Mineta San Jose International is the first airport in the United States to provide citizenship services for its employees and their families in the country.
That announcement was made Wednesday at SJC by San Jose Mayor Sam Liccardo and leaders from the National Immigration Forum’s New American Workforce, the only worksite citizenship program in the country, according to Jennie Murray, director of the forum's integration programs.
Airport spokeswoman Rosemary Barnes said about 800 of the airport’s roughly 5,000 "badged" employees are possible candidates for the pioneering program.
In a nutshell, airport employees who want to become citizens of the United States can now go to the HR office at work, and be guided by three accredited staff members working at the International Rescue Committee to complete the citizenship process. The fee: $725 that is paid to the U.S. Department of Homeland Security and a $90 additional price to pay the support staff. Employees' family members are eligible for the legal services help, too.
The Washington, D.C.-based New American Workforce is in eight cities already, Murray said, and already partners with many hotels, retailers and manufacturing sites. After SJC, she said that Miami International Airport was also interested in possibly signing up for such services.
Barnes acknowledged that while immigration certainly has been a hot topic across the country lately, the desire to streamline citizenship application process for the airport workers started “way before the election.” Still, she stressed, that "the current political climate may be a factor," and that employees who feel more stable where they live and work are “happier and more productive.”
Of the large Bay Area cities that include Oakland, San Francisco and Berkeley, San Jose is notably not a formal sanctuary city.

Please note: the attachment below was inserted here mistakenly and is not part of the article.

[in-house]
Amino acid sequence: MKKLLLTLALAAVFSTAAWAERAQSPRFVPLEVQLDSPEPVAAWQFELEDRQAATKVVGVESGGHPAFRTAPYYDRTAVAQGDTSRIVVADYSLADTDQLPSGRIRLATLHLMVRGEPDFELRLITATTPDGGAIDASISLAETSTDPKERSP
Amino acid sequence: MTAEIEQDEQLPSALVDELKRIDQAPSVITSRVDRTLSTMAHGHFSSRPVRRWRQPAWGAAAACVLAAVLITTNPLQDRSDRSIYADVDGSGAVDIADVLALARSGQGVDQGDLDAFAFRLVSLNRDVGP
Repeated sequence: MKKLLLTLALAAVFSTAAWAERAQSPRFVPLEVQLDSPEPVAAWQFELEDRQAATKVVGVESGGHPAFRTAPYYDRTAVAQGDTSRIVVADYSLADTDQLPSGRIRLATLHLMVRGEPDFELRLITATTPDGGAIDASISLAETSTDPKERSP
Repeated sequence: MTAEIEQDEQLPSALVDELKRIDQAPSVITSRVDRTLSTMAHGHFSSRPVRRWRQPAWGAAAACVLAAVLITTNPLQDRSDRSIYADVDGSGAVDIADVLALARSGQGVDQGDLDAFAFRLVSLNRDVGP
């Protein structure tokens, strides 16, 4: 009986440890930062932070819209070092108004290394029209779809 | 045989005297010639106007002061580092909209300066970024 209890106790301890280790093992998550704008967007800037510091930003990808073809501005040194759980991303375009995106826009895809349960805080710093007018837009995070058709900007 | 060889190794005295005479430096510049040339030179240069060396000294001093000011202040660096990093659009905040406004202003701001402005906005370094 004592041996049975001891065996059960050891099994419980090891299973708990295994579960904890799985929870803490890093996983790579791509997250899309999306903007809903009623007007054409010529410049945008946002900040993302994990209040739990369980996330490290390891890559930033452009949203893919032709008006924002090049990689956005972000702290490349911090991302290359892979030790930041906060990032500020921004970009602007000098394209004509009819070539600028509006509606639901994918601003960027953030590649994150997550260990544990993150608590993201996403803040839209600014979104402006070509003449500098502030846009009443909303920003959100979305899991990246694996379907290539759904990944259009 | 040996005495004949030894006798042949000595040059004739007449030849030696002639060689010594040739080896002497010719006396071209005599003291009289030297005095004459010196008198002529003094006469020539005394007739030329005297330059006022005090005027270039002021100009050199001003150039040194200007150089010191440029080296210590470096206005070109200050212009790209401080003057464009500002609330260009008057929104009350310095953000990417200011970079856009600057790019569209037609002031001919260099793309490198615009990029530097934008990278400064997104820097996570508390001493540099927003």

Still, San Jose has taken steps to make the heart of Silicon Valley a welcoming place for immigrants. In 2015, the city approved its first Office of Immigrant Affairs, following the lead of cities such as San Franciso and Los Angeles. At the time, the effort was launched as part of a push by the council to help the thousands of San Jose residents who would have been able to take advantage of the new executive actions by President Barack Obama to shield illegal immigrants from deportation.
Liccardo did not address the sanctuary city status, perse, at the announcement of the new citizenship services. And a spokesman did not immediately return an email seeking comment. But the mayor did stress the importance of immigrants to San Jose.
“As a city where 40 percent of our residents are immigrants, San Jose serves as the quintessential melting pot where people from all around the world enrich our culture, spur our innovation and reinvigorate our collective passion for freedom,” Liccardo said. "We remain committed to helping more of our immigrant residents pursue a path to citizenship because every new voice makes our community stronger.”